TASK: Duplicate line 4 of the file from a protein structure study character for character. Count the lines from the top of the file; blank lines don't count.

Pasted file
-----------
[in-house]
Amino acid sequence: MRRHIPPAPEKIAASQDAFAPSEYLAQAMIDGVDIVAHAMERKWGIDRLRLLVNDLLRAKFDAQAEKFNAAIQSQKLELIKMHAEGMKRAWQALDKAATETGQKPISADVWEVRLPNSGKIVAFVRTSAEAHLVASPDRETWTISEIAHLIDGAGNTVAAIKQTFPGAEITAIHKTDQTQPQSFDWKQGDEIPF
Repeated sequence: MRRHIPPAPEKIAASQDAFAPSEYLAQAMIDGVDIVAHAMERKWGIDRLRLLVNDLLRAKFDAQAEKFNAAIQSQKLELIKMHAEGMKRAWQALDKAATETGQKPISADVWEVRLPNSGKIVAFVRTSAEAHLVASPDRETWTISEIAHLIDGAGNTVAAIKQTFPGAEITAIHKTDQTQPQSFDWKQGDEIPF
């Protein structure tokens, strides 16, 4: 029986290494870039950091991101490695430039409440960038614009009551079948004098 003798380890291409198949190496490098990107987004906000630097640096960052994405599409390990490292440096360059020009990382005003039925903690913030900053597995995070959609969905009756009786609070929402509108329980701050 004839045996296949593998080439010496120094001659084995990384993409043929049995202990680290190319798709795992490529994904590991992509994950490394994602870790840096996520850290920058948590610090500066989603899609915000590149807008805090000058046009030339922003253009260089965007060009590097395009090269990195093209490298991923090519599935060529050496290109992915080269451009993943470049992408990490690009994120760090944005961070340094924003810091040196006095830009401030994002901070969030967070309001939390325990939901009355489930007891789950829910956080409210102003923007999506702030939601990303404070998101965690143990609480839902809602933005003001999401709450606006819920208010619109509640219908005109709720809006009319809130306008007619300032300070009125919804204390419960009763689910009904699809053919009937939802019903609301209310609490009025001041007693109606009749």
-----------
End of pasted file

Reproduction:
């Protein structure tokens, strides 16, 4: 029986290494870039950091991101490695430039409440960038614009009551079948004098 003798380890291409198949190496490098990107987004906000630097640096960052994405599409390990490292440096360059020009990382005003039925903690913030900053597995995070959609969905009756009786609070929402509108329980701050 004839045996296949593998080439010496120094001659084995990384993409043929049995202990680290190319798709795992490529994904590991992509994950490394994602870790840096996520850290920058948590610090500066989603899609915000590149807008805090000058046009030339922003253009260089965007060009590097395009090269990195093209490298991923090519599935060529050496290109992915080269451009993943470049992408990490690009994120760090944005961070340094924003810091040196006095830009401030994002901070969030967070309001939390325990939901009355489930007891789950829910956080409210102003923007999506702030939601990303404070998101965690143990609480839902809602933005003001999401709450606006819920208010619109509640219908005109709720809006009319809130306008007619300032300070009125919804204390419960009763689910009904699809053919009937939802019903609301209310609490009025001041007693109606009749």